ITEMS IN AFP WITH KEYWORD:
Growth and Development
Abnormal pubertal timing can adversely affect a child’s physical and psychosocial well-being, and may be benign or a result of a pathologic etiology. A history, physical examination, and appropriate laboratory testing should be performed to help determine whether surveillance over time is appropriate, or whether a treatable underlying pathology may be present.
Failure to thrive is confirmed using valid growth measurements over time and often successfully treated in the outpatient setting with proper nutrition and family support.
Nov 15, 2015 Issue
Screening for Speech and Language Delay and Disorders in Children Five Years and Younger [Putting Prevention into Practice]
A two-year-old girl presents to your office for a routine well-child visit. She has had one ear infection in the past year but is otherwise healthy. Her mother has no specific concerns about her speech and language development. There is no family history of congenital disorders or developmental dela...
Aug 15, 2015 Issue
Screening for Speech and Language Delay and Disorders in Children Aged 5 Years or Younger: Recommendation Statement [U.S. Preventive Services Task Force]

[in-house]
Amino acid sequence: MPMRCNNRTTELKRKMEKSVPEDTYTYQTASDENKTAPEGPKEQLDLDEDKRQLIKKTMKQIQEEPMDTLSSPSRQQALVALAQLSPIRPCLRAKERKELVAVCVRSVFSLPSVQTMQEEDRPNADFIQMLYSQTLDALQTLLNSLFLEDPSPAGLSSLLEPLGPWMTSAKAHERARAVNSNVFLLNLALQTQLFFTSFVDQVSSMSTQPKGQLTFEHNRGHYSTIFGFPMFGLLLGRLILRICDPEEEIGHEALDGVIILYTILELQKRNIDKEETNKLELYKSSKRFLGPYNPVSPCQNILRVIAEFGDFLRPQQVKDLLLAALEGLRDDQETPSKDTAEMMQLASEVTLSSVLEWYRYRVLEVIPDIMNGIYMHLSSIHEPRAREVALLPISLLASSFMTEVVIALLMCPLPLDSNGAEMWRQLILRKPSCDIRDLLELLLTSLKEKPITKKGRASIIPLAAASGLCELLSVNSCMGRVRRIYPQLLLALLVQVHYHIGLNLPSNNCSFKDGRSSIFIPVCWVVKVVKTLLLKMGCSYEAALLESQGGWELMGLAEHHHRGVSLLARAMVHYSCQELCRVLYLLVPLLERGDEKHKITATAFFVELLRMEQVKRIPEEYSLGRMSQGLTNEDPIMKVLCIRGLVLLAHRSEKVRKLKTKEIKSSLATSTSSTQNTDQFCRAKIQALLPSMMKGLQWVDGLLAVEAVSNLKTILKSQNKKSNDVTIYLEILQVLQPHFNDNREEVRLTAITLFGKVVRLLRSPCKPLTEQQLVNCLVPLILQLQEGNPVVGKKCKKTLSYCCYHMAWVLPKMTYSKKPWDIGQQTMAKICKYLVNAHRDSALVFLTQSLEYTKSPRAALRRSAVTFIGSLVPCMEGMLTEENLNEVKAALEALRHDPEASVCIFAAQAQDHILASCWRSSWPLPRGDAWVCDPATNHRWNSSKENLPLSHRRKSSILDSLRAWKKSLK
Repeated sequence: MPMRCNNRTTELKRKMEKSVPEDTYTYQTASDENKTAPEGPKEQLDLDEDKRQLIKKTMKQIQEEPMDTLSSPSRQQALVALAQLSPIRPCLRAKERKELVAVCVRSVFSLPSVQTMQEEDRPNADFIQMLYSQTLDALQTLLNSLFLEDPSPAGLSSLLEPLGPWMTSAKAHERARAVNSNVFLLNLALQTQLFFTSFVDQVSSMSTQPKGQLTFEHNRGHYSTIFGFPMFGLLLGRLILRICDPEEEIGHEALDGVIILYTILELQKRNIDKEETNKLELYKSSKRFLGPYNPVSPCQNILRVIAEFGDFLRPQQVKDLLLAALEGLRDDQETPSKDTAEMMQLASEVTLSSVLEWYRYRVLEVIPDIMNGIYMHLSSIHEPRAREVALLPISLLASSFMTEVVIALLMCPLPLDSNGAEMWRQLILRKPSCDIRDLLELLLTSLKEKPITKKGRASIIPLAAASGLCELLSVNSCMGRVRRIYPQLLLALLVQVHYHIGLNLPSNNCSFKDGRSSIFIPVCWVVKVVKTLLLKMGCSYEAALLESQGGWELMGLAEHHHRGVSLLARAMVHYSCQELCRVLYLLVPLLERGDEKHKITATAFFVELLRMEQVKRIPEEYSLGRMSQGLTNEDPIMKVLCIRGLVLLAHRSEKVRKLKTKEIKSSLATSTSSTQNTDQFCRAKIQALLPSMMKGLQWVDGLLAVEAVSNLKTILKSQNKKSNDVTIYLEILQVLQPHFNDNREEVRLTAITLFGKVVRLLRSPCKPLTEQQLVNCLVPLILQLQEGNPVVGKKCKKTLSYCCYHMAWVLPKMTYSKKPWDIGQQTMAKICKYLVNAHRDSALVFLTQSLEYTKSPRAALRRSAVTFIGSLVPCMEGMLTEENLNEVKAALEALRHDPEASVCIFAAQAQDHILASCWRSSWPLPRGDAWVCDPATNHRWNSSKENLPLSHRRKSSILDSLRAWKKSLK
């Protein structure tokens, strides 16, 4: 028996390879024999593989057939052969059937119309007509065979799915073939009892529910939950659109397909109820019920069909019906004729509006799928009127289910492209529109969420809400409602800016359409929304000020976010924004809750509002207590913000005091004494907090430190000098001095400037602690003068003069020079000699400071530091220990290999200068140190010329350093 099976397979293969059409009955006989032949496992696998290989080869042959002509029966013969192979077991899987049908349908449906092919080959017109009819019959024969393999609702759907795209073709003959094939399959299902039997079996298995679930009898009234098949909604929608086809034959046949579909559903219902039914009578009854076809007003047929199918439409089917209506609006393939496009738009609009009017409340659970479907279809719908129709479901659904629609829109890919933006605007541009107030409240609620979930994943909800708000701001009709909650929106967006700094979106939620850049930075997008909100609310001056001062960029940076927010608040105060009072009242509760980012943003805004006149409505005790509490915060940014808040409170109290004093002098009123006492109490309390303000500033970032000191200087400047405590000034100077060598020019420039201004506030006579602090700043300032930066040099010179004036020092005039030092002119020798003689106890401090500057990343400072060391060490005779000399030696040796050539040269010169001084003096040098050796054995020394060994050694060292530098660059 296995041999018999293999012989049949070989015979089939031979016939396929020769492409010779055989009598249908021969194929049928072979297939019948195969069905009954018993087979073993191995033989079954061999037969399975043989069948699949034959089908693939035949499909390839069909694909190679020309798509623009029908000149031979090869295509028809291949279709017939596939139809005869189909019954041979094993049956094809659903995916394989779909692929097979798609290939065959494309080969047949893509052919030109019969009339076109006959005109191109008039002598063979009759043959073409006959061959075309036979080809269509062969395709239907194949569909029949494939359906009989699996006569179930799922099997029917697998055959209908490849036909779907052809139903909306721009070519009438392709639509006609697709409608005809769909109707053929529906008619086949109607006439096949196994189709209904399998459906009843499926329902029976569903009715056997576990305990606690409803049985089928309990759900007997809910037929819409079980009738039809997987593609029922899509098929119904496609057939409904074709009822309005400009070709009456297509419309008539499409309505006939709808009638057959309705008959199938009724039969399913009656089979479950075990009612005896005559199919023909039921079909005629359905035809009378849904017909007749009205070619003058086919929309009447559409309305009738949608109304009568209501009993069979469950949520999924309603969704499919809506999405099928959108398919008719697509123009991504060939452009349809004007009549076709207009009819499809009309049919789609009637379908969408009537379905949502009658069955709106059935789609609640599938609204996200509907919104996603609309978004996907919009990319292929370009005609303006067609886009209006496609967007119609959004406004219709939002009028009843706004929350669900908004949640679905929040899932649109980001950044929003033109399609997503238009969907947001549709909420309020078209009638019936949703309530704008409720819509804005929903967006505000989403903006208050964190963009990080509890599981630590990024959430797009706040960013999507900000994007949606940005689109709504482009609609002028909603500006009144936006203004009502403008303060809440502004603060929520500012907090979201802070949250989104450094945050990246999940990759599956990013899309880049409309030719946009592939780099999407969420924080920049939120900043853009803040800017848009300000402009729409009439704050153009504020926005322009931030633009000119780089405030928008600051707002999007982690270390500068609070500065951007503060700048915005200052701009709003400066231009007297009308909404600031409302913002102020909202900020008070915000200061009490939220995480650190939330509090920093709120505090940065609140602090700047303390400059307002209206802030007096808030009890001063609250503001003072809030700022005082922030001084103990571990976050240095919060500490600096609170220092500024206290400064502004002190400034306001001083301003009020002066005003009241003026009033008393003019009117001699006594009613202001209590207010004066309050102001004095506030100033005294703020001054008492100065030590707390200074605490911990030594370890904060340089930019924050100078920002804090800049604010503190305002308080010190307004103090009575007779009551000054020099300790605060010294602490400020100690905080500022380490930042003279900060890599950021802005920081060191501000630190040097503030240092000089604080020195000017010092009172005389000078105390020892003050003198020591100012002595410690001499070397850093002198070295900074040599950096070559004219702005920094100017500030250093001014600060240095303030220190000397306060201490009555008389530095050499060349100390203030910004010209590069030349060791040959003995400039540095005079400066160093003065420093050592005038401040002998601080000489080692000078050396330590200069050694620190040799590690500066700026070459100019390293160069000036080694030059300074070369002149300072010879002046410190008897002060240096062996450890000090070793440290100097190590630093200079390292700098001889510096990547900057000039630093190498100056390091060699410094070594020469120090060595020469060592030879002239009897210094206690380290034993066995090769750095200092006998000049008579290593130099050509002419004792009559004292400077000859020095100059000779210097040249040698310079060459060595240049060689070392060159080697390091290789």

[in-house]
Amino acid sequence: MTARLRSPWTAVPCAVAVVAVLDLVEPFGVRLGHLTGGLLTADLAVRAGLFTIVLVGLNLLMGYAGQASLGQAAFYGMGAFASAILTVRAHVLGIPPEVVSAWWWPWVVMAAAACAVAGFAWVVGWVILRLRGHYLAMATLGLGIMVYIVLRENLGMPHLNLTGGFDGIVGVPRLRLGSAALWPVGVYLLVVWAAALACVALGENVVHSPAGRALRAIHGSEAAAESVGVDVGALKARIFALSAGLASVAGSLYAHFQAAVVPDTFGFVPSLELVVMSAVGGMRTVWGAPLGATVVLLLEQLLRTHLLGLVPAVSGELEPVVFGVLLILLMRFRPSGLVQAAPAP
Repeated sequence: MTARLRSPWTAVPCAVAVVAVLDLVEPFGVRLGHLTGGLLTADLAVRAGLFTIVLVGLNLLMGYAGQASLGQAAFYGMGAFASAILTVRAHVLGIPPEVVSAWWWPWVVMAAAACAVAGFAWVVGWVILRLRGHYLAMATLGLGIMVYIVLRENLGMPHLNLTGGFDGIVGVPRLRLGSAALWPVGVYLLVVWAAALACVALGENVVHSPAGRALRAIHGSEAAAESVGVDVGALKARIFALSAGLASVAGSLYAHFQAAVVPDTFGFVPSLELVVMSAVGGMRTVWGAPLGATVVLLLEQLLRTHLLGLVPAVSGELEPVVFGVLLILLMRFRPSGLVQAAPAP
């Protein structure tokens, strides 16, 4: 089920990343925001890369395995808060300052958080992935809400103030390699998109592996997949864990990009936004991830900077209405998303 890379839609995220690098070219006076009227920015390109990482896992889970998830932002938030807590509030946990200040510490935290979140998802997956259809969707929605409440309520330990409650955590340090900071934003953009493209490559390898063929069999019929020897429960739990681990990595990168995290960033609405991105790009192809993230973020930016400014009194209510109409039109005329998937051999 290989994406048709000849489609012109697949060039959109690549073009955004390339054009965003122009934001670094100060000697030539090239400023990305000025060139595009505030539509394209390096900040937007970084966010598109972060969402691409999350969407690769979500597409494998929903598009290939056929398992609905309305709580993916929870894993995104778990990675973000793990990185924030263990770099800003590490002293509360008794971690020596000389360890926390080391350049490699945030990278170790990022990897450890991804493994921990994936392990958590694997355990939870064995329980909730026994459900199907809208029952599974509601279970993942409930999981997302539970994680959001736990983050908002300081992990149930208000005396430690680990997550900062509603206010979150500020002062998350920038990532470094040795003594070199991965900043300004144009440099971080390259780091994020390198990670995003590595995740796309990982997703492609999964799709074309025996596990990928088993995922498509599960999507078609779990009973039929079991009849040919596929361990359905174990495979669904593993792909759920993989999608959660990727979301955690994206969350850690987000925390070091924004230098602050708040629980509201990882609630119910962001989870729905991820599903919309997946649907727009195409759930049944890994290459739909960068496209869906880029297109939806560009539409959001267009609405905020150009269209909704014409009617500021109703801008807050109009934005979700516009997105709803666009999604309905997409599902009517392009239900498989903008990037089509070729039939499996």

The USPSTF concludes that the current evidence is insufficient to assess the balance of benefits and harms of screening for speech and language delay and disorders in children aged 5 years or younger.
Jul 1, 2015 Issue
Growth Hormone for Treatment of Idiopathic Short Stature in Children [FPIN's Help Desk Answers]
Most children with short or tall stature have a normal variant of growth. Height more than three standard deviations from the mean increases the chance of a pathologic cause. Learn the features of the varying causes of short and tall stature.
Jan 1, 2015 Issue
Zinc Supplementation in Children Six Months to 12 Years of Age [Cochrane for Clinicians]
Preventive zinc supplementation for children in low- and middle-income countries appears to reduce rates of diarrhea and may slightly reduce rates of growth failure.
According to the literature, 12 to 16 percent of children in the United States have at least one developmental delay, yet as many as one-half of affected children will not be identified by the time they enter kindergarten. If developmental delays are detected too late, opportunities for early interv...
The U.S. Department of Agriculture (USDA) and the U.S. Department of Health and Human Services (HHS) jointly created the updated version of the Dietary Guidelines for Americans, 2010. The updated guidelines are based on two main concepts: focusing on balancing caloric intake over time to reach and m...
Speech and language delay in children is associated with increased difficulty with reading, writing, attention, and socialization. Although physicians should be alert to parental concerns and to whether children are meeting expected developmental milestones, there currently is insufficient evidence ...